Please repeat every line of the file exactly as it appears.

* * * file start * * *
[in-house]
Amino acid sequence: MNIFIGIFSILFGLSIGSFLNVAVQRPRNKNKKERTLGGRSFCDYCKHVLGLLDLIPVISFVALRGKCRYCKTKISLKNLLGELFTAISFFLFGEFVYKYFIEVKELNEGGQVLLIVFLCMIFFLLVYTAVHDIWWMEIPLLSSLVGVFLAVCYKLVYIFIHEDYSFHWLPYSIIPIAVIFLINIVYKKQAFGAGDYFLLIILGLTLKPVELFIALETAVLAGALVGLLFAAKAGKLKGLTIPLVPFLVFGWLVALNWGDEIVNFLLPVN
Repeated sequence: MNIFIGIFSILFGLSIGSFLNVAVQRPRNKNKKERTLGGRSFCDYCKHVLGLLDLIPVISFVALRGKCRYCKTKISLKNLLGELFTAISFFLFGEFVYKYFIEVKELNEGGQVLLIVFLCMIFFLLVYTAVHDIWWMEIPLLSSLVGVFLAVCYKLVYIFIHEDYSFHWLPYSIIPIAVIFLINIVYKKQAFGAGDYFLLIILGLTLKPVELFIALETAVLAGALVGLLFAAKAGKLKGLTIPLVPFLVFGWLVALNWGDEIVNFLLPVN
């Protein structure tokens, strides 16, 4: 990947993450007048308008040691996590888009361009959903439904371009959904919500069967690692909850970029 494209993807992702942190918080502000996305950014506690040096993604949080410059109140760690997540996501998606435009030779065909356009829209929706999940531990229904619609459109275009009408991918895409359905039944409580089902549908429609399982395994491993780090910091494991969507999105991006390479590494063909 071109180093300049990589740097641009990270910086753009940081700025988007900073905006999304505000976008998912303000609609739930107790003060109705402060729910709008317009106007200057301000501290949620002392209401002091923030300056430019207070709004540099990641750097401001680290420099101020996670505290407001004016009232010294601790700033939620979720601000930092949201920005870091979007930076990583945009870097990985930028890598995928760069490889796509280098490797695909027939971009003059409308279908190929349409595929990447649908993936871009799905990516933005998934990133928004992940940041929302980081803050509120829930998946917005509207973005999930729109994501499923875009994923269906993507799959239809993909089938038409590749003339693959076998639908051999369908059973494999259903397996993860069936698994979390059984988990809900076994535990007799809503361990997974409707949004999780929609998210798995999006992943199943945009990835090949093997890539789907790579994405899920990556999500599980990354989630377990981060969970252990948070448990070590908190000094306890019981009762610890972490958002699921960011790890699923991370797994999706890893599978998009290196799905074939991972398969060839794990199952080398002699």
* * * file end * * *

[in-house]
Amino acid sequence: MNIFIGIFSILFGLSIGSFLNVAVQRPRNKNKKERTLGGRSFCDYCKHVLGLLDLIPVISFVALRGKCRYCKTKISLKNLLGELFTAISFFLFGEFVYKYFIEVKELNEGGQVLLIVFLCMIFFLLVYTAVHDIWWMEIPLLSSLVGVFLAVCYKLVYIFIHEDYSFHWLPYSIIPIAVIFLINIVYKKQAFGAGDYFLLIILGLTLKPVELFIALETAVLAGALVGLLFAAKAGKLKGLTIPLVPFLVFGWLVALNWGDEIVNFLLPVN
Repeated sequence: MNIFIGIFSILFGLSIGSFLNVAVQRPRNKNKKERTLGGRSFCDYCKHVLGLLDLIPVISFVALRGKCRYCKTKISLKNLLGELFTAISFFLFGEFVYKYFIEVKELNEGGQVLLIVFLCMIFFLLVYTAVHDIWWMEIPLLSSLVGVFLAVCYKLVYIFIHEDYSFHWLPYSIIPIAVIFLINIVYKKQAFGAGDYFLLIILGLTLKPVELFIALETAVLAGALVGLLFAAKAGKLKGLTIPLVPFLVFGWLVALNWGDEIVNFLLPVN
């Protein structure tokens, strides 16, 4: 990947993450007048308008040691996590888009361009959903439904371009959904919500069967690692909850970029 494209993807992702942190918080502000996305950014506690040096993604949080410059109140760690997540996501998606435009030779065909356009829209929706999940531990229904619609459109275009009408991918895409359905039944409580089902549908429609399982395994491993780090910091494991969507999105991006390479590494063909 071109180093300049990589740097641009990270910086753009940081700025988007900073905006999304505000976008998912303000609609739930107790003060109705402060729910709008317009106007200057301000501290949620002392209401002091923030300056430019207070709004540099990641750097401001680290420099101020996670505290407001004016009232010294601790700033939620979720601000930092949201920005870091979007930076990583945009870097990985930028890598995928760069490889796509280098490797695909027939971009003059409308279908190929349409595929990447649908993936871009799905990516933005998934990133928004992940940041929302980081803050509120829930998946917005509207973005999930729109994501499923875009994923269906993507799959239809993909089938038409590749003339693959076998639908051999369908059973494999259903397996993860069936698994979390059984988990809900076994535990007799809503361990997974409707949004999780929609998210798995999006992943199943945009990835090949093997890539789907790579994405899920990556999500599980990354989630377990981060969970252990948070448990070590908190000094306890019981009762610890972490958002699921960011790890699923991370797994999706890893599978998009290196799905074939991972398969060839794990199952080398002699």